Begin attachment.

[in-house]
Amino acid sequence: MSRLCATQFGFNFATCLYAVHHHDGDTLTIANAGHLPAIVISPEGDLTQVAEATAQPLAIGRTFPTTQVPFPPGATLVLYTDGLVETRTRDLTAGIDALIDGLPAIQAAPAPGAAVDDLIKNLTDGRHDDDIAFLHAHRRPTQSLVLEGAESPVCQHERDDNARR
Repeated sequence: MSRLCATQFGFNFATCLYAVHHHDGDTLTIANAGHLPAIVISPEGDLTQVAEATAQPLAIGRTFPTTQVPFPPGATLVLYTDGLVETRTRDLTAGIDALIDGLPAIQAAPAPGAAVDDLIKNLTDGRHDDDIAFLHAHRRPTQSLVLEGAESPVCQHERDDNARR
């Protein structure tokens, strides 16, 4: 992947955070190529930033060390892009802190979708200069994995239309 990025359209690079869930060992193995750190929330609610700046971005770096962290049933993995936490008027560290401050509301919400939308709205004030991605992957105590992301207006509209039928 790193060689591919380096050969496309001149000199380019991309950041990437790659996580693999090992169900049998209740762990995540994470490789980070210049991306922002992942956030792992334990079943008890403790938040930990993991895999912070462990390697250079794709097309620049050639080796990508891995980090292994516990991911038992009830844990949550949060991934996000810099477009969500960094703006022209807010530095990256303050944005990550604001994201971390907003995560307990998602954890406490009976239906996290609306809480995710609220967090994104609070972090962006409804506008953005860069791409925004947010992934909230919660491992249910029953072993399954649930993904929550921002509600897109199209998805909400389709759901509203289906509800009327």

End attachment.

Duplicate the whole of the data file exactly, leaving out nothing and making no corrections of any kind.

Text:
[in-house]
Amino acid sequence: MSRLCATQFGFNFATCLYAVHHHDGDTLTIANAGHLPAIVISPEGDLTQVAEATAQPLAIGRTFPTTQVPFPPGATLVLYTDGLVETRTRDLTAGIDALIDGLPAIQAAPAPGAAVDDLIKNLTDGRHDDDIAFLHAHRRPTQSLVLEGAESPVCQHERDDNARR
Repeated sequence: MSRLCATQFGFNFATCLYAVHHHDGDTLTIANAGHLPAIVISPEGDLTQVAEATAQPLAIGRTFPTTQVPFPPGATLVLYTDGLVETRTRDLTAGIDALIDGLPAIQAAPAPGAAVDDLIKNLTDGRHDDDIAFLHAHRRPTQSLVLEGAESPVCQHERDDNARR
């Protein structure tokens, strides 16, 4: 992947955070190529930033060390892009802190979708200069994995239309 990025359209690079869930060992193995750190929330609610700046971005770096962290049933993995936490008027560290401050509301919400939308709205004030991605992957105590992301207006509209039928 790193060689591919380096050969496309001149000199380019991309950041990437790659996580693999090992169900049998209740762990995540994470490789980070210049991306922002992942956030792992334990079943008890403790938040930990993991895999912070462990390697250079794709097309620049050639080796990508891995980090292994516990991911038992009830844990949550949060991934996000810099477009969500960094703006022209807010530095990256303050944005990550604001994201971390907003995560307990998602954890406490009976239906996290609306809480995710609220967090994104609070972090962006409804506008953005860069791409925004947010992934909230919660491992249910029953072993399954649930993904929550921002509600897109199209998805909400389709759901509203289906509800009327």